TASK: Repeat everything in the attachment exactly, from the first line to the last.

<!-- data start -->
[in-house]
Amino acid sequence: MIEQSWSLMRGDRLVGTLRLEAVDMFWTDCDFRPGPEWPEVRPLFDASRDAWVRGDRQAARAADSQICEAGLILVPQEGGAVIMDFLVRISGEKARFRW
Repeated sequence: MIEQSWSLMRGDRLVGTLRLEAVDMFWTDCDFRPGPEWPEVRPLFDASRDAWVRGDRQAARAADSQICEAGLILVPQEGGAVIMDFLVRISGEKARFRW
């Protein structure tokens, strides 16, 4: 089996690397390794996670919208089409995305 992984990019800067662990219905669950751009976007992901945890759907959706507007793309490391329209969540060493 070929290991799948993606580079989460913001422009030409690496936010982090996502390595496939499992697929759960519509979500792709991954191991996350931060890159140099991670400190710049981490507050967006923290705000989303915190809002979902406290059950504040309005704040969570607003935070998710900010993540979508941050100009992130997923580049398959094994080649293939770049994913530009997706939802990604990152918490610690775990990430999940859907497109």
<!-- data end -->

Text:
[in-house]
Amino acid sequence: MIEQSWSLMRGDRLVGTLRLEAVDMFWTDCDFRPGPEWPEVRPLFDASRDAWVRGDRQAARAADSQICEAGLILVPQEGGAVIMDFLVRISGEKARFRW
Repeated sequence: MIEQSWSLMRGDRLVGTLRLEAVDMFWTDCDFRPGPEWPEVRPLFDASRDAWVRGDRQAARAADSQICEAGLILVPQEGGAVIMDFLVRISGEKARFRW
């Protein structure tokens, strides 16, 4: 089996690397390794996670919208089409995305 992984990019800067662990219905669950751009976007992901945890759907959706507007793309490391329209969540060493 070929290991799948993606580079989460913001422009030409690496936010982090996502390595496939499992697929759960519509979500792709991954191991996350931060890159140099991670400190710049981490507050967006923290705000989303915190809002979902406290059950504040309005704040969570607003935070998710900010993540979508941050100009992130997923580049398959094994080649293939770049994913530009997706939802990604990152918490610690775990990430999940859907497109």